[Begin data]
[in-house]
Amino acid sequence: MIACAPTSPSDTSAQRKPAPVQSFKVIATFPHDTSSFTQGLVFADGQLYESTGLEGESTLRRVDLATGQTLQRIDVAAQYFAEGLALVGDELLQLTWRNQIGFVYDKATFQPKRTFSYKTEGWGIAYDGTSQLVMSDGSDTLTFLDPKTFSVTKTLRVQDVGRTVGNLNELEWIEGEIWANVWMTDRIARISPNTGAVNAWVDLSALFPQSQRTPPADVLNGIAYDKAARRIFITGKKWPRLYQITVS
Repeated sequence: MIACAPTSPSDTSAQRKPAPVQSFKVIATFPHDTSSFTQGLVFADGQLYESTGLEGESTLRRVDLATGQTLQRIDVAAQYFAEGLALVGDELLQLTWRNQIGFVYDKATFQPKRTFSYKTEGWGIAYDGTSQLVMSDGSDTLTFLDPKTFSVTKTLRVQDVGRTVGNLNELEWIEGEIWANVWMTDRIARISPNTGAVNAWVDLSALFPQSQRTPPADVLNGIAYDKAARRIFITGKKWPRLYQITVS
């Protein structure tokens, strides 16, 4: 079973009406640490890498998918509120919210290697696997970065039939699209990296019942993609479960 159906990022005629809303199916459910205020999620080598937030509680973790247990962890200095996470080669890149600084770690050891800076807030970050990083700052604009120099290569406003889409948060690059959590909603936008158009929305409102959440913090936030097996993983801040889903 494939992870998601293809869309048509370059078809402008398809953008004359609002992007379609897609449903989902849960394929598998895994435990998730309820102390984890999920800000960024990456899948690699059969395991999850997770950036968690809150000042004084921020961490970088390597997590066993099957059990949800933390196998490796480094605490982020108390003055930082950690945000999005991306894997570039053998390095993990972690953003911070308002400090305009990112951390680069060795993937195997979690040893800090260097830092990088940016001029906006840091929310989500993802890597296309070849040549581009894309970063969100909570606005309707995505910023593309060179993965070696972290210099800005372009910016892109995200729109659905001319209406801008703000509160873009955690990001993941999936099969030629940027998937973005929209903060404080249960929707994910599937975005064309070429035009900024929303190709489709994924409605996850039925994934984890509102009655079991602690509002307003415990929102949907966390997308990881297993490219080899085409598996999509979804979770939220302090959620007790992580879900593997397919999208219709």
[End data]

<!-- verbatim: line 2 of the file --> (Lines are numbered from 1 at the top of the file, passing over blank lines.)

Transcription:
Amino acid sequence: MIACAPTSPSDTSAQRKPAPVQSFKVIATFPHDTSSFTQGLVFADGQLYESTGLEGESTLRRVDLATGQTLQRIDVAAQYFAEGLALVGDELLQLTWRNQIGFVYDKATFQPKRTFSYKTEGWGIAYDGTSQLVMSDGSDTLTFLDPKTFSVTKTLRVQDVGRTVGNLNELEWIEGEIWANVWMTDRIARISPNTGAVNAWVDLSALFPQSQRTPPADVLNGIAYDKAARRIFITGKKWPRLYQITVS